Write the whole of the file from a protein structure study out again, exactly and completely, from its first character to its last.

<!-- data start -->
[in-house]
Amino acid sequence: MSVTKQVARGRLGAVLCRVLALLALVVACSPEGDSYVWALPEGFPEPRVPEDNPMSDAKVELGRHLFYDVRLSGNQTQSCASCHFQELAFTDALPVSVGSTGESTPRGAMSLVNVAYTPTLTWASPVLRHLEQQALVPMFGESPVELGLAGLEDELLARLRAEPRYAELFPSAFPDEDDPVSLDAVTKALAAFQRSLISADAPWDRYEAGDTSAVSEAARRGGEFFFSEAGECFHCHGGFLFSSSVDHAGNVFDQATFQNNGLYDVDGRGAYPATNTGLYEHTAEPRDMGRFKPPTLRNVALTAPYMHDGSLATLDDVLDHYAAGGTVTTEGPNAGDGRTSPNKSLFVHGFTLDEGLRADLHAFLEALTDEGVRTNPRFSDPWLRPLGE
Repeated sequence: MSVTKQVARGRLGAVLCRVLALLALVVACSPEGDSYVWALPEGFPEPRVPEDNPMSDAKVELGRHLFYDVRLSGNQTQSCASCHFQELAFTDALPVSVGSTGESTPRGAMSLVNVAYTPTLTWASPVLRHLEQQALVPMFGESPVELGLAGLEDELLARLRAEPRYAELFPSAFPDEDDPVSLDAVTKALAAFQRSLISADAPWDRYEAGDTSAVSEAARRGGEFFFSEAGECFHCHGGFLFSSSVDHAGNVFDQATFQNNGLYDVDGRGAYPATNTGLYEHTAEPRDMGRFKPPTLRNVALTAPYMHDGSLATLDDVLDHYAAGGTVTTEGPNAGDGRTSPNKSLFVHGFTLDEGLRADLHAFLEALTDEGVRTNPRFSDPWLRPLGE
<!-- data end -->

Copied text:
[in-house]
Amino acid sequence: MSVTKQVARGRLGAVLCRVLALLALVVACSPEGDSYVWALPEGFPEPRVPEDNPMSDAKVELGRHLFYDVRLSGNQTQSCASCHFQELAFTDALPVSVGSTGESTPRGAMSLVNVAYTPTLTWASPVLRHLEQQALVPMFGESPVELGLAGLEDELLARLRAEPRYAELFPSAFPDEDDPVSLDAVTKALAAFQRSLISADAPWDRYEAGDTSAVSEAARRGGEFFFSEAGECFHCHGGFLFSSSVDHAGNVFDQATFQNNGLYDVDGRGAYPATNTGLYEHTAEPRDMGRFKPPTLRNVALTAPYMHDGSLATLDDVLDHYAAGGTVTTEGPNAGDGRTSPNKSLFVHGFTLDEGLRADLHAFLEALTDEGVRTNPRFSDPWLRPLGE
Repeated sequence: MSVTKQVARGRLGAVLCRVLALLALVVACSPEGDSYVWALPEGFPEPRVPEDNPMSDAKVELGRHLFYDVRLSGNQTQSCASCHFQELAFTDALPVSVGSTGESTPRGAMSLVNVAYTPTLTWASPVLRHLEQQALVPMFGESPVELGLAGLEDELLARLRAEPRYAELFPSAFPDEDDPVSLDAVTKALAAFQRSLISADAPWDRYEAGDTSAVSEAARRGGEFFFSEAGECFHCHGGFLFSSSVDHAGNVFDQATFQNNGLYDVDGRGAYPATNTGLYEHTAEPRDMGRFKPPTLRNVALTAPYMHDGSLATLDDVLDHYAAGGTVTTEGPNAGDGRTSPNKSLFVHGFTLDEGLRADLHAFLEALTDEGVRTNPRFSDPWLRPLGE